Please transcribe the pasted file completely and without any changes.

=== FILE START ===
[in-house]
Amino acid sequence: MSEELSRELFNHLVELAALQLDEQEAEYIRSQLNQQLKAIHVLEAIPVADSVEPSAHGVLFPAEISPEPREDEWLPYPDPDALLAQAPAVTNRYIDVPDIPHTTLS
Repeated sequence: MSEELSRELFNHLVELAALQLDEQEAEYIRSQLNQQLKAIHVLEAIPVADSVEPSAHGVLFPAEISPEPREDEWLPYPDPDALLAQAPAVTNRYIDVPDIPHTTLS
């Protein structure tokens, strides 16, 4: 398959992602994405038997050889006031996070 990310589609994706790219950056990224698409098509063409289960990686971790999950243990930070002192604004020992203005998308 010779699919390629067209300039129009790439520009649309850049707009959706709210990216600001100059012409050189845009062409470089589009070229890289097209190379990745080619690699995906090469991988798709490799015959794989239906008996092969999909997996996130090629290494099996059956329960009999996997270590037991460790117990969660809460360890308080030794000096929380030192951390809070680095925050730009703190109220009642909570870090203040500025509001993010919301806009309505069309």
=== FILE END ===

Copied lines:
[in-house]
Amino acid sequence: MSEELSRELFNHLVELAALQLDEQEAEYIRSQLNQQLKAIHVLEAIPVADSVEPSAHGVLFPAEISPEPREDEWLPYPDPDALLAQAPAVTNRYIDVPDIPHTTLS
Repeated sequence: MSEELSRELFNHLVELAALQLDEQEAEYIRSQLNQQLKAIHVLEAIPVADSVEPSAHGVLFPAEISPEPREDEWLPYPDPDALLAQAPAVTNRYIDVPDIPHTTLS
């Protein structure tokens, strides 16, 4: 398959992602994405038997050889006031996070 990310589609994706790219950056990224698409098509063409289960990686971790999950243990930070002192604004020992203005998308 010779699919390629067209300039129009790439520009649309850049707009959706709210990216600001100059012409050189845009062409470089589009070229890289097209190379990745080619690699995906090469991988798709490799015959794989239906008996092969999909997996996130090629290494099996059956329960009999996997270590037991460790117990969660809460360890308080030794000096929380030192951390809070680095925050730009703190109220009642909570870090203040500025509001993010919301806009309505069309």